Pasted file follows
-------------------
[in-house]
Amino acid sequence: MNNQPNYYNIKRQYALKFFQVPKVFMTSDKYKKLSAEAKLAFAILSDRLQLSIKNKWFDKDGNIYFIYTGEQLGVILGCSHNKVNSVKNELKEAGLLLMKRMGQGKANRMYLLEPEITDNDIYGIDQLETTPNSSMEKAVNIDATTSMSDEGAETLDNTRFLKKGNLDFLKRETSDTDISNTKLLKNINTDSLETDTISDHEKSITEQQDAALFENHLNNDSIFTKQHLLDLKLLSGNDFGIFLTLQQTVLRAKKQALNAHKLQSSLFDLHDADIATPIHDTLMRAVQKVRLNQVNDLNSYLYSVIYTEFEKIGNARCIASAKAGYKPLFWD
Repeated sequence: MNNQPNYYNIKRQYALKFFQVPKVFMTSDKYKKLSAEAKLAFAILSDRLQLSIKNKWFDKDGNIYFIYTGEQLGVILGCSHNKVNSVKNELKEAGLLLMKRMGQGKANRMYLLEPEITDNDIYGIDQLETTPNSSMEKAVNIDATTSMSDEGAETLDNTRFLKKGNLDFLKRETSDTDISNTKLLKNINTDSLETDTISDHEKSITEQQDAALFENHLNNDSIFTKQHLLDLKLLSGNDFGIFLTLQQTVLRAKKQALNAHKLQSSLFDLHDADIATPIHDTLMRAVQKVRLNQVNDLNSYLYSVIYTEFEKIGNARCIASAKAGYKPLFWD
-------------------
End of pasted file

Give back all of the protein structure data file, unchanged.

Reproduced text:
[in-house]
Amino acid sequence: MNNQPNYYNIKRQYALKFFQVPKVFMTSDKYKKLSAEAKLAFAILSDRLQLSIKNKWFDKDGNIYFIYTGEQLGVILGCSHNKVNSVKNELKEAGLLLMKRMGQGKANRMYLLEPEITDNDIYGIDQLETTPNSSMEKAVNIDATTSMSDEGAETLDNTRFLKKGNLDFLKRETSDTDISNTKLLKNINTDSLETDTISDHEKSITEQQDAALFENHLNNDSIFTKQHLLDLKLLSGNDFGIFLTLQQTVLRAKKQALNAHKLQSSLFDLHDADIATPIHDTLMRAVQKVRLNQVNDLNSYLYSVIYTEFEKIGNARCIASAKAGYKPLFWD
Repeated sequence: MNNQPNYYNIKRQYALKFFQVPKVFMTSDKYKKLSAEAKLAFAILSDRLQLSIKNKWFDKDGNIYFIYTGEQLGVILGCSHNKVNSVKNELKEAGLLLMKRMGQGKANRMYLLEPEITDNDIYGIDQLETTPNSSMEKAVNIDATTSMSDEGAETLDNTRFLKKGNLDFLKRETSDTDISNTKLLKNINTDSLETDTISDHEKSITEQQDAALFENHLNNDSIFTKQHLLDLKLLSGNDFGIFLTLQQTVLRAKKQALNAHKLQSSLFDLHDADIATPIHDTLMRAVQKVRLNQVNDLNSYLYSVIYTEFEKIGNARCIASAKAGYKPLFWD